Kier Highways has designed and built a machine that it says offers a safer, more sustainable and more efficient method for removing waterproof membranes from road assets.
It said the Deck Scraper vehicle uses unique blade-technology to quietly shave membrane from structures such as bridges and underpasses without damaging the road surface underneath.
Waterproof membranes are routinely used to help protect structures against corrosive damage from salt spread as part of winter maintenance but have to be removed to undertake concrete repairs, re-waterproofing and resurfacing.
This is traditionally done with an excavator that digs into the road’s surface but Kier said its Deck Scraper offers a better alternative and significantly reduces vibration, dust and noise pollution.
The machine is also smaller than excavators and diggers and does not need an arm or a bucket, giving the operator 360-degree visibility.
It was developed with partners CLM construction and US-based National Flooring Equipment, with the first prototype unveiled to industry representatives earlier this month.
Kier Highways senior project manager Mark Sheppard said: ‘This was an interesting opportunity to develop a prototype specifically designed to make the task of waterproof membrane removal techniques more efficient, cost effective and better for the environment.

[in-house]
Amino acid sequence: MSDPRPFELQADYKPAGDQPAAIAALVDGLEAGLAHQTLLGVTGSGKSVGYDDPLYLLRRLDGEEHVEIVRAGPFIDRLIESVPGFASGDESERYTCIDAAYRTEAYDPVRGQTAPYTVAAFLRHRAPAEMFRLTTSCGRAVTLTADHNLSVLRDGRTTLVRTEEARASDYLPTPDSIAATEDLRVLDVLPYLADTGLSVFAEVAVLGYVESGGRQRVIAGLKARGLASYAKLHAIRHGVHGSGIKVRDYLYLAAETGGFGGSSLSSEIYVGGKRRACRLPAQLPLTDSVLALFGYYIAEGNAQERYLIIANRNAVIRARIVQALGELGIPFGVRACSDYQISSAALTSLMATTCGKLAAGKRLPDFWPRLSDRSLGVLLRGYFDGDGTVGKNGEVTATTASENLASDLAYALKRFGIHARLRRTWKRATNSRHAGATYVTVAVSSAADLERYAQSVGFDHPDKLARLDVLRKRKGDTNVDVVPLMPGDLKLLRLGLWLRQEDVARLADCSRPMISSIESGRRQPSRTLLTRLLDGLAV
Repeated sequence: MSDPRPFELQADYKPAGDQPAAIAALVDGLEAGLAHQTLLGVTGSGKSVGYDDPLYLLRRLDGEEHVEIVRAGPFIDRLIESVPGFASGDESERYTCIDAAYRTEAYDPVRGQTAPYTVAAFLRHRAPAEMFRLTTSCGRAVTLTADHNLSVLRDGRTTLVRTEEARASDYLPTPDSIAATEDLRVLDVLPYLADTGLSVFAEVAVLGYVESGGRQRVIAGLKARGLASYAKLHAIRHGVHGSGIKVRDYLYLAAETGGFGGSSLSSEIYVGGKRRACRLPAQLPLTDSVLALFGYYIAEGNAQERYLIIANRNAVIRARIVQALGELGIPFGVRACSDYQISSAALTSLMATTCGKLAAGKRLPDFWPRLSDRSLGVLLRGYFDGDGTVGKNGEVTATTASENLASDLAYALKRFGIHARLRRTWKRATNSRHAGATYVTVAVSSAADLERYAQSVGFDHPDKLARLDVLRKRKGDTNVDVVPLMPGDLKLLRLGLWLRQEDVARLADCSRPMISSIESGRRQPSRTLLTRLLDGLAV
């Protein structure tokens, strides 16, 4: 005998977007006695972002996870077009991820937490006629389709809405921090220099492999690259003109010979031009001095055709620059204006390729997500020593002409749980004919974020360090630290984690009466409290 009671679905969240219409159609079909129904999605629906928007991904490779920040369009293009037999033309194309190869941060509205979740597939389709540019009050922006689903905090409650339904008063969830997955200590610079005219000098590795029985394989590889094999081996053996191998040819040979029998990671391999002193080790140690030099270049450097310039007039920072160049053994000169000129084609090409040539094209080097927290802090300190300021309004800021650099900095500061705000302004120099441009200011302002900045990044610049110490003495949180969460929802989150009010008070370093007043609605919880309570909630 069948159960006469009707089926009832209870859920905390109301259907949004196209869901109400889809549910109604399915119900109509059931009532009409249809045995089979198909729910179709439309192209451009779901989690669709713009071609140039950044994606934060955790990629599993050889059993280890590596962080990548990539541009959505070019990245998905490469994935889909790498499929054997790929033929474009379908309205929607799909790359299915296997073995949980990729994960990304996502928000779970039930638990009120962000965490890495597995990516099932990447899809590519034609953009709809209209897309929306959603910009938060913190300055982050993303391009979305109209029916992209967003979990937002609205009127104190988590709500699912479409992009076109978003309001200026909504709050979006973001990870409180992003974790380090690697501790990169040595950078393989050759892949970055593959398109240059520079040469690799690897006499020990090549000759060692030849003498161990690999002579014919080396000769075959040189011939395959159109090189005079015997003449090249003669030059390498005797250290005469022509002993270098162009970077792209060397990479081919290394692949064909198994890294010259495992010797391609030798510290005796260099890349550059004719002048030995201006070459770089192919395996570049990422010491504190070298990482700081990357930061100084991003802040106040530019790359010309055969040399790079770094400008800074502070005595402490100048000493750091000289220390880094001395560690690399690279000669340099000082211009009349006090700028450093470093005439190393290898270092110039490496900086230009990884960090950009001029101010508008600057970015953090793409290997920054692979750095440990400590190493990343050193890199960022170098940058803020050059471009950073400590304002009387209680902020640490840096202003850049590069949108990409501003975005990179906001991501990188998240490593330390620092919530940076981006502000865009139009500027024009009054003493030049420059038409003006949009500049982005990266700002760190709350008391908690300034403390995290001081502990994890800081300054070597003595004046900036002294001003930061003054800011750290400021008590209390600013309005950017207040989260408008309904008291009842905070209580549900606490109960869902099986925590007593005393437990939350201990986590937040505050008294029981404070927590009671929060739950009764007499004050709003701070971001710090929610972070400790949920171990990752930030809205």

‘By working with our design partners, the project has culminated in the production of a method far removed from the existing techniques, which are quite brutal and can often introduce additional damage to bridge decks as well as being extremely noisy and dusty.
‘And with the creation of the Deck Scraper, we have been able to do that without compromising quality, output or negatively impacting on road users.’
The vehicle was developed following a successful bid for cash from Highways England’s Designated Fund for innovation.
Lisa Maric, innovations lead for the Midlands at Highways England, said: ‘Current methods to remove the waterproof layer are quite antiquated with environmental issues and some risk to the workforce. We wanted to develop a unique machine that would be more efficient and improve the safety of road workers while easing the impact on the environment and communities.
‘Instead of essentially using a steel bucket with teeth to remove the membrane, we can use a blade to simply peel it off – quietly, effectively and without damaging the road which will also save time and money.
‘It is anticipated that thanks to the Deck Scraper, this method will now set the benchmark expected for membrane removal throughout the country.’
After two years of development and having undergone testing in the US, final trials were carried out at the Kier depot in Telford and the machine can now be taken to the market by National Flooring Equipment.